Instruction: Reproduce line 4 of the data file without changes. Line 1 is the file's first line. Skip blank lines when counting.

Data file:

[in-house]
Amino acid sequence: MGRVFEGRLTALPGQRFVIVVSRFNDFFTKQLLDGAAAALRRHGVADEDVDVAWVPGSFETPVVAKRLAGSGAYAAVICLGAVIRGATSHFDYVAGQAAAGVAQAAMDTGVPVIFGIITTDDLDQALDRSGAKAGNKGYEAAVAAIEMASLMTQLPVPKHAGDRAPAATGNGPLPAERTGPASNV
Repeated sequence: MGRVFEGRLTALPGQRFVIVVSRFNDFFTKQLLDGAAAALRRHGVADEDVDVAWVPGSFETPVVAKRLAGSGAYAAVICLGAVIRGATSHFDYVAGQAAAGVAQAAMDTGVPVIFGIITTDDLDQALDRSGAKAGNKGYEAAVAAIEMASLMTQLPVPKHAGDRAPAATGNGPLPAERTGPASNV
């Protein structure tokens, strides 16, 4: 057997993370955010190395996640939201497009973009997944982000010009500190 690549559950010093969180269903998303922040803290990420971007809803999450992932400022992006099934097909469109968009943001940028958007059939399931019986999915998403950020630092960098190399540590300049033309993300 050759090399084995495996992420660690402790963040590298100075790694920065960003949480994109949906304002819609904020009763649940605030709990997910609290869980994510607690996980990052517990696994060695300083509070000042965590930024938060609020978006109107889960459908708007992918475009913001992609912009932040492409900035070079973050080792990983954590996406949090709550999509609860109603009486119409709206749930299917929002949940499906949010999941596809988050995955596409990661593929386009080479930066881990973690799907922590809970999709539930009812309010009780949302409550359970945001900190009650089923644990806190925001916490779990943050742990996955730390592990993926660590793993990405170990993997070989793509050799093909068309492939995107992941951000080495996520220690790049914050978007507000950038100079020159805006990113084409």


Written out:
């Protein structure tokens, strides 16, 4: 057997993370955010190395996640939201497009973009997944982000010009500190 690549559950010093969180269903998303922040803290990420971007809803999450992932400022992006099934097909469109968009943001940028958007059939399931019986999915998403950020630092960098190399540590300049033309993300 050759090399084995495996992420660690402790963040590298100075790694920065960003949480994109949906304002819609904020009763649940605030709990997910609290869980994510607690996980990052517990696994060695300083509070000042965590930024938060609020978006109107889960459908708007992918475009913001992609912009932040492409900035070079973050080792990983954590996406949090709550999509609860109603009486119409709206749930299917929002949940499906949010999941596809988050995955596409990661593929386009080479930066881990973690799907922590809970999709539930009812309010009780949302409550359970945001900190009650089923644990806190925001916490779990943050742990996955730390592990993926660590793993990405170990993997070989793509050799093909068309492939995107992941951000080495996520220690790049914050978007507000950038100079020159805006990113084409």